Kokomo City Movie Review: A Raw Portrait of Sex Work

I’m always struck by powerful stories that showcase our lives as LGBTQIA+ individuals, because we matter too, especially in an increasingly dangerous world that continues to try and erase us all from existence. Now, living in a turbulent era where people threaten our lives and livelihood on a daily basis, films about us are even more vital to show that we are human just like everyone else. Groundbreaking breakout filmmaker D. Smith does just that with her unflinching and bracing Kokomo City.

A rather short but raw portrait of sex work depicted from the viewpoints of four very intelligent and strong Black trans women: Daniella Carter, the unfortunately late Koko Da Doll, Liyah Mitchell, and Dominique Silver, who leave no stone unturned as they graphically depict the highs and very risky lows of their profession.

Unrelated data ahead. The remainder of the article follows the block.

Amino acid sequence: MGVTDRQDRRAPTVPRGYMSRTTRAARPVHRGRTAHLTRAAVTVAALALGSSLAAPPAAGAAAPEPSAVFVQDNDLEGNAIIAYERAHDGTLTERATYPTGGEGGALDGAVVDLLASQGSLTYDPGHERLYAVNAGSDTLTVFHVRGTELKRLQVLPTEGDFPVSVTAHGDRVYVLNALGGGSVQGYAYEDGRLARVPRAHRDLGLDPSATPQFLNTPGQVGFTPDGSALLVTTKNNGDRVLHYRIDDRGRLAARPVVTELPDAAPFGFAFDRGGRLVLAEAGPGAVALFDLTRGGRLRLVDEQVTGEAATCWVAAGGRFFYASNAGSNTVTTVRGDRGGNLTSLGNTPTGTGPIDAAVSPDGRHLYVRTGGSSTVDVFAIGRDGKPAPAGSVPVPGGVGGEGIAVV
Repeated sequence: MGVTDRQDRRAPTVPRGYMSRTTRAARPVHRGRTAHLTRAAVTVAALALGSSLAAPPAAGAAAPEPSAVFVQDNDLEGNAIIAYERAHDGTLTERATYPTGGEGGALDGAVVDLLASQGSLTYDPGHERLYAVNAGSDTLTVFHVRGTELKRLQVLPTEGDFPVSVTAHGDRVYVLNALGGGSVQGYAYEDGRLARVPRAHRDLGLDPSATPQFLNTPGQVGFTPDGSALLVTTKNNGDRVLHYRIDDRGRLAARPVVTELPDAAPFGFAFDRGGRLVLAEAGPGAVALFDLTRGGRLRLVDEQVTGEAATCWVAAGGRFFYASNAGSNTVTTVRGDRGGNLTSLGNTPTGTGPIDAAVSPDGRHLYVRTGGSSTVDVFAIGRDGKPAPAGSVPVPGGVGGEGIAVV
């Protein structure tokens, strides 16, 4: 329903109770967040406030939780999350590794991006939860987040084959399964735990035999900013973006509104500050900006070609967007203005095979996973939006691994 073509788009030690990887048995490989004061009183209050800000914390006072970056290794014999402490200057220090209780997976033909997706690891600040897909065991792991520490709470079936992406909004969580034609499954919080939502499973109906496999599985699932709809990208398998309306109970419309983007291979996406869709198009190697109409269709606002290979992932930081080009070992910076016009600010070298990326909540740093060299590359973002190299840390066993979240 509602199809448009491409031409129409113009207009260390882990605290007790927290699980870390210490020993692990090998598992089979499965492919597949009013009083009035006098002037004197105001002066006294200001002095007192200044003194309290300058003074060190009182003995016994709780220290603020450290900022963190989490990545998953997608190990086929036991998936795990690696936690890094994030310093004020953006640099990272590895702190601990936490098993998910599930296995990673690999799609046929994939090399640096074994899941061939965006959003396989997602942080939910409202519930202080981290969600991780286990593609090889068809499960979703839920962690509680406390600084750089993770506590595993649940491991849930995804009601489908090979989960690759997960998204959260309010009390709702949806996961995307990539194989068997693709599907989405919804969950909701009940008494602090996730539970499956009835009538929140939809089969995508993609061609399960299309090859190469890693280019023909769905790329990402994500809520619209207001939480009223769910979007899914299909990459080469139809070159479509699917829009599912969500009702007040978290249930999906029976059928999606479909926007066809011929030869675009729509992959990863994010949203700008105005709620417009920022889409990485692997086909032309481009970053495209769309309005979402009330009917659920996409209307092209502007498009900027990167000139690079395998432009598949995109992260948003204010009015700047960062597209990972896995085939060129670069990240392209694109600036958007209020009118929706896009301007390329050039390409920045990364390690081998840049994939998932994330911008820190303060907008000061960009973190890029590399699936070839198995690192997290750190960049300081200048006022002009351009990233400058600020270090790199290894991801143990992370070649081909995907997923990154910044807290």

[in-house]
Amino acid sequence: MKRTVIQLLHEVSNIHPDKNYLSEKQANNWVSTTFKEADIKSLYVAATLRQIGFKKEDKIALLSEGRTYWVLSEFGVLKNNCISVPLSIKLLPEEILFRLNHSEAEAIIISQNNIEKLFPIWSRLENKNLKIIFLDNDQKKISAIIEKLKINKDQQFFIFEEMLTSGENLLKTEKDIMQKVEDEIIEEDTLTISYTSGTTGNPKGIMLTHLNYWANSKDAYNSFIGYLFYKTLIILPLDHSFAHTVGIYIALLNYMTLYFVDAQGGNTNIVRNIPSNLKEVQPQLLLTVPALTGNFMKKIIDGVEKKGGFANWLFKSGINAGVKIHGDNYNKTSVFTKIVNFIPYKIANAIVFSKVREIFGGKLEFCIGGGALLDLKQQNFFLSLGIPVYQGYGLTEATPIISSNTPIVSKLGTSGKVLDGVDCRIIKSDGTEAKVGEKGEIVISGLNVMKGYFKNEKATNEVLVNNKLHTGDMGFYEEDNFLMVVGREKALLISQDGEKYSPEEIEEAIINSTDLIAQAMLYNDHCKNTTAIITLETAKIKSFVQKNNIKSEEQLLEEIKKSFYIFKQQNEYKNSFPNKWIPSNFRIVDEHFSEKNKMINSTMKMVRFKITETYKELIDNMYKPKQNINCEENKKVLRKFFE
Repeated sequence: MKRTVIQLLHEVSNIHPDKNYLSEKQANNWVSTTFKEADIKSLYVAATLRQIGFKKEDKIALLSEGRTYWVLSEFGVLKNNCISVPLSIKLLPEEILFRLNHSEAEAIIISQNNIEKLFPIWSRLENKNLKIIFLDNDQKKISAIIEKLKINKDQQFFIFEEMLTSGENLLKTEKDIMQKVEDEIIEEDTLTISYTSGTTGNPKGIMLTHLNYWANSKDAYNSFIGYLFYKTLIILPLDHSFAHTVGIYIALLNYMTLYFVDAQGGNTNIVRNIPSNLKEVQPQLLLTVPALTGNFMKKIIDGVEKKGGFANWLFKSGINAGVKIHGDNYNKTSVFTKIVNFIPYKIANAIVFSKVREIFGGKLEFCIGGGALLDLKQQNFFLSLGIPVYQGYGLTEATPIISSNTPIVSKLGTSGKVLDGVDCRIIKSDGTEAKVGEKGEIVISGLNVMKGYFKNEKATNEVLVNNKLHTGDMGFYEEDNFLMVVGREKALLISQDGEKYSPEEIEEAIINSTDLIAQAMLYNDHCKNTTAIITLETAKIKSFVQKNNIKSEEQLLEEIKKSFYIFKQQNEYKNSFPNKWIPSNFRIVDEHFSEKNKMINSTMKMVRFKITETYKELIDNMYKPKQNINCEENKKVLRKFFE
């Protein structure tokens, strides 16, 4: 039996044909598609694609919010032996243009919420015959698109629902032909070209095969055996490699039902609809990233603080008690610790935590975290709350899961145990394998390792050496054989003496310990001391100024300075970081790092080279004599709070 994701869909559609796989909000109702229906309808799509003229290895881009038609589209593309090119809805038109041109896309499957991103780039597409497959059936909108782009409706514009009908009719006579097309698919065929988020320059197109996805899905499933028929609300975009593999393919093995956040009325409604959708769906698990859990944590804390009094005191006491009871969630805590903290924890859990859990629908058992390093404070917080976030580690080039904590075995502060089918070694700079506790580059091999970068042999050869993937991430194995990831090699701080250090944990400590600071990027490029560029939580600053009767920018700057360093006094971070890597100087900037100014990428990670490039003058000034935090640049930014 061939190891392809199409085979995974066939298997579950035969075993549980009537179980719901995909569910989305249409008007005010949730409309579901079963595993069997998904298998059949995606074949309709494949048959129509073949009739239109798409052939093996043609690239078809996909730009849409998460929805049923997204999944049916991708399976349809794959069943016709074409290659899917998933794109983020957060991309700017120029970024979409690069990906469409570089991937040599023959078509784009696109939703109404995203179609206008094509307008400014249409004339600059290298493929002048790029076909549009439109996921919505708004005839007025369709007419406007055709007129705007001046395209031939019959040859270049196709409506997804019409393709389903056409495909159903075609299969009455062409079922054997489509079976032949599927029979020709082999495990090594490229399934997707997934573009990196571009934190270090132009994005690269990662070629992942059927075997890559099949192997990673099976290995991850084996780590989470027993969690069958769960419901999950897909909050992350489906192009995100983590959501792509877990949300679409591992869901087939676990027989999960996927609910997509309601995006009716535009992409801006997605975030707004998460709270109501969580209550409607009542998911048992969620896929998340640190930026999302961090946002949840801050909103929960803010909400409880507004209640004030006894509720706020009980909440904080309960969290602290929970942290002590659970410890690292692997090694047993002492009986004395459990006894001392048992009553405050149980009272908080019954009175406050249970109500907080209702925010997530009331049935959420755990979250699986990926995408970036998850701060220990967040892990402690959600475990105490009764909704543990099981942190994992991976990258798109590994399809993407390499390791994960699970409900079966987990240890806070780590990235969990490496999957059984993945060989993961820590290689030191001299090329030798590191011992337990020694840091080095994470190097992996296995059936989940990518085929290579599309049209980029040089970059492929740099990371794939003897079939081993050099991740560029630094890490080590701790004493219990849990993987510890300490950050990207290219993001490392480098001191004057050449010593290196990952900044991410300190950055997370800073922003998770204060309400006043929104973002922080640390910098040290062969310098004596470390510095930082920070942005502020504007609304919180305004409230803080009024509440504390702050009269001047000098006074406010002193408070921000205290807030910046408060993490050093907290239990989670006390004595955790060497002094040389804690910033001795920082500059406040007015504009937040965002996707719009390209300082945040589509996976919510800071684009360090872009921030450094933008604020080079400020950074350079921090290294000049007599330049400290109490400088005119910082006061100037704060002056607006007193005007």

Despite that the fact that Black trans women are unfortunately murdered in the United States at a very disturbing and constantly rate, the film doesn’t depict the four incredible women as victims; they’re shown as tough, funny, vibrant, ambitious, determined, and most of all, human. They’re survivors, except for Da Doll, who was fatally shot April 18 in Atlanta, GA.

I don’t have really much more to say about this timely and essential recent Sundance-winning film. Please see this film! You don’t have to be a member of the LGBTQIA+ community, you just have to have an open mind.

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